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DOT stimulus funds going further than expected

Posted October 21, 2009

The North Carolina Department of Transportation is anticipating another $100 million in federal stimulus funding for highway and bridge projects after project bids have come in less than anticipated.

"The general overall savings is around an average of 20 percent, so far, on projects," Victor Barbour, the DOT's administrator for technical services, said Wednesday.

Highway Traffic Low bids leave more DOT stimulus funds

The state initially received $735 million designated for certain projects to help boost the economy. Because of the lower bids, the DOT has added more than 40 projects to its master list, bringing the total to 284. More are expected in the coming months.

Berry Jenkins, with the Carolinas Association of General Contractors, an interest group for contractors and road builders statewide, said however that the low bids are a reflection of the overall economy.

"They're just hoping, keeping their fingers crossed, that (the economy) will get better, that the recovery will turn around," he said.

The bigger concern for the group is what will happen to some of the companies once all the stimulus funds are assigned by next year.

"They're doing it to survive," he said. "There (are) companies that have told me, and I believe that they're being truthful, that if they did not take some work below their actual cost, they would have to close their doors."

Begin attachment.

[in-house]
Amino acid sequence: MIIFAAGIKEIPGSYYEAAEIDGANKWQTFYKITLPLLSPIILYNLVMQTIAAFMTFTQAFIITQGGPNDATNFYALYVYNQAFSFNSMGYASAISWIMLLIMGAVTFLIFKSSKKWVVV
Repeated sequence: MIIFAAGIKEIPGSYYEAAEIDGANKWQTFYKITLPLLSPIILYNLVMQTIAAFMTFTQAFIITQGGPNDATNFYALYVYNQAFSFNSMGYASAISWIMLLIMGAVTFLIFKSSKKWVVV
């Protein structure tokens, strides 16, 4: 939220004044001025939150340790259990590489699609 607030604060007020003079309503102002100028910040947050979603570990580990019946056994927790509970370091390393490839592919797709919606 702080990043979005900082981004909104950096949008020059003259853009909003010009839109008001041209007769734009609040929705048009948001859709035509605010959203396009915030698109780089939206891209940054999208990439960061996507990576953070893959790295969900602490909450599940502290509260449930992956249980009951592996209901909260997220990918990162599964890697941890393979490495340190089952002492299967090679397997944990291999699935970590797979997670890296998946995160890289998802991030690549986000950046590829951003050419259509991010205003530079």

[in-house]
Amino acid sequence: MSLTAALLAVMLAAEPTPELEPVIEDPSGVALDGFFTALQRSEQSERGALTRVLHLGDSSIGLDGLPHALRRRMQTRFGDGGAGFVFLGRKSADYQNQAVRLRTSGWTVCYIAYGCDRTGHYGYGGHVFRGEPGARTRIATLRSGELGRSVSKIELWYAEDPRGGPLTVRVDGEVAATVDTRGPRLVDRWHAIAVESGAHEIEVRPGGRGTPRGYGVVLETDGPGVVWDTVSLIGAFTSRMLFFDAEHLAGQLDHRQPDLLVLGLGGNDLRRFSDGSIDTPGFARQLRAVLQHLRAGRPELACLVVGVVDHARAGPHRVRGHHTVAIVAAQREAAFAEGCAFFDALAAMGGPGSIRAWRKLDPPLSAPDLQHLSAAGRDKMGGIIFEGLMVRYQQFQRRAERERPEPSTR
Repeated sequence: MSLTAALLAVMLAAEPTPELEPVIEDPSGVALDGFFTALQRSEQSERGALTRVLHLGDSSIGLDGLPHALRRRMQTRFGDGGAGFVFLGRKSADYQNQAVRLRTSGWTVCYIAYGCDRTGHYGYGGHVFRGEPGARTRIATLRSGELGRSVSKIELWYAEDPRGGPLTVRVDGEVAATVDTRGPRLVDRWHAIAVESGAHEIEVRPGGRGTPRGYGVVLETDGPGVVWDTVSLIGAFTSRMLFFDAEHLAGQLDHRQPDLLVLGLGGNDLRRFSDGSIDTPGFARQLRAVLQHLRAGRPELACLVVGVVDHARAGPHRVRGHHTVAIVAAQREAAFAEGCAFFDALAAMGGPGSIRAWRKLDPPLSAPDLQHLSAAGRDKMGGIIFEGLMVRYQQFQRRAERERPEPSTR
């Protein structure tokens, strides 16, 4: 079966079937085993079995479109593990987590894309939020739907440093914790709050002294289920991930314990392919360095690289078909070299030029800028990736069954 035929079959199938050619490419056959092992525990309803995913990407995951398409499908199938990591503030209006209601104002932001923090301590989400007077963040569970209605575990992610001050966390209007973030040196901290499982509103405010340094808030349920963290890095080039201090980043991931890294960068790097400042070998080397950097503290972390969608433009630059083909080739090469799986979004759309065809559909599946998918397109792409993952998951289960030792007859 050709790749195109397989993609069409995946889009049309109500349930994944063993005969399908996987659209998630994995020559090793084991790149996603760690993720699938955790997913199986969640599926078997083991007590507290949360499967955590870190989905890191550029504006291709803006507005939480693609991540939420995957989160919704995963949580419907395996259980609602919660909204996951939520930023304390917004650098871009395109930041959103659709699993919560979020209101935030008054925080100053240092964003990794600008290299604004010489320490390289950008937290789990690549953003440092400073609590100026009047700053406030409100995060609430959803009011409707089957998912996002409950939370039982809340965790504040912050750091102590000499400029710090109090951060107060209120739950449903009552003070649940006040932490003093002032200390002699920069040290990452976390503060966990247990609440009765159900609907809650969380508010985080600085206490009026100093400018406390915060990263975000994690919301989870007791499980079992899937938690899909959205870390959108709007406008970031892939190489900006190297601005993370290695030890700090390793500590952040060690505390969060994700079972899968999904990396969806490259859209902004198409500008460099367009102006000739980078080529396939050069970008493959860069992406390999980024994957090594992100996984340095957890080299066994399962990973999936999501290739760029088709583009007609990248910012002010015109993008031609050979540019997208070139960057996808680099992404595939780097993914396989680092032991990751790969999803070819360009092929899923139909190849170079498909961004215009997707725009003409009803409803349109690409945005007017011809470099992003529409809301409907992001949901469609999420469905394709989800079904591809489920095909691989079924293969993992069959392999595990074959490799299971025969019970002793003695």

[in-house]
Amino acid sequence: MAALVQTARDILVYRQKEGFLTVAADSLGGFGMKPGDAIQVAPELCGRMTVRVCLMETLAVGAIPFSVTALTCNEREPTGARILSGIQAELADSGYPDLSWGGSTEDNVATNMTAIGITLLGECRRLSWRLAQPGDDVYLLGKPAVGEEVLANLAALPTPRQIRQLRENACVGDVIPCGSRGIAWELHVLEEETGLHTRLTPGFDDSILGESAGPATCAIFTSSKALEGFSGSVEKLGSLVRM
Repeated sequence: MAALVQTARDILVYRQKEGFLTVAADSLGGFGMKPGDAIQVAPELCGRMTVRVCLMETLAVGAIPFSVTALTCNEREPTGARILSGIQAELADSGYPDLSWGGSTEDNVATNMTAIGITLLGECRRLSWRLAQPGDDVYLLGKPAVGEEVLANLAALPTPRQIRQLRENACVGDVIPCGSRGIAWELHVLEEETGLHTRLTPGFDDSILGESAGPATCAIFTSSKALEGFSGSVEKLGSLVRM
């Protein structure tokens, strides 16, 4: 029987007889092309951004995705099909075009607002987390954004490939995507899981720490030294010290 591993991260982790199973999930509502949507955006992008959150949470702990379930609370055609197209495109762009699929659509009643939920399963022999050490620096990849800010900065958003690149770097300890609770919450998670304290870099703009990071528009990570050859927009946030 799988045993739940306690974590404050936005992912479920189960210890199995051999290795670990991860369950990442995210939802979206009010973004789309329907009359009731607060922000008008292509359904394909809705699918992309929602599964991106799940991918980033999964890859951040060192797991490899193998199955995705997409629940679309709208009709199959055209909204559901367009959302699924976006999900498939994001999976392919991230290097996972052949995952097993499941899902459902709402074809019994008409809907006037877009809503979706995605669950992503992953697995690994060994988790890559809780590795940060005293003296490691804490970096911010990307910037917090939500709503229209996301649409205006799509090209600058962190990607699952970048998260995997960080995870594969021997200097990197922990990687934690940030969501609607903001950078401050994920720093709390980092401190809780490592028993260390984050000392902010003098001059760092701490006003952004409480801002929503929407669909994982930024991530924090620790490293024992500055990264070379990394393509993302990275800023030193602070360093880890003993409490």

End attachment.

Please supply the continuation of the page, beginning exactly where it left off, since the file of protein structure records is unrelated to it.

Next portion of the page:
"We have to do all we can to keep the contractors alive," Barbour said. "For us at DOT, competition is a wonderful thing. The more healthy contractors we have, the better we'll all be from a taxpayer perspective."

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  • Bendal1 Oct 22, 2009

    Actually, the contractors are underbidding the state's own estimates out of desperation. Getting some money coming in is better than getting no money at all, so they cut their costs to the bone to get the job.

    When the economy picks up and there's construction going on everywhere, both from the public and private side, contractors will bid up their prices because there will be more work than they can handle at any one time.

    Oh, and these stimulus projects are mostly small projects like resurfacing, intersection improvement and safety related. There's a few larger ones but most are like the ones I just mentioned.

    Now if Raleigh will get around to repaving the milled out portion of New Hope Road near US 64 Business...

  • Cragsdale Oct 22, 2009

    It's just funny to me that when you take all the 'Extra' hands out of the pot, that all of a sudden there is an increased amount of funding available to do the jobs that were originally slated to get done.

    But that's just my opinion.

  • affirmativediversity Oct 22, 2009

    What, did the NCDOT find someone willing to pave a mile of road for under 23 Million?

    Anyone actually see that "stimulus" construction taking place?

    Not ONE major road project in my entire county...how about yours?

  • ObamaMustGo aka NCcarguy Oct 22, 2009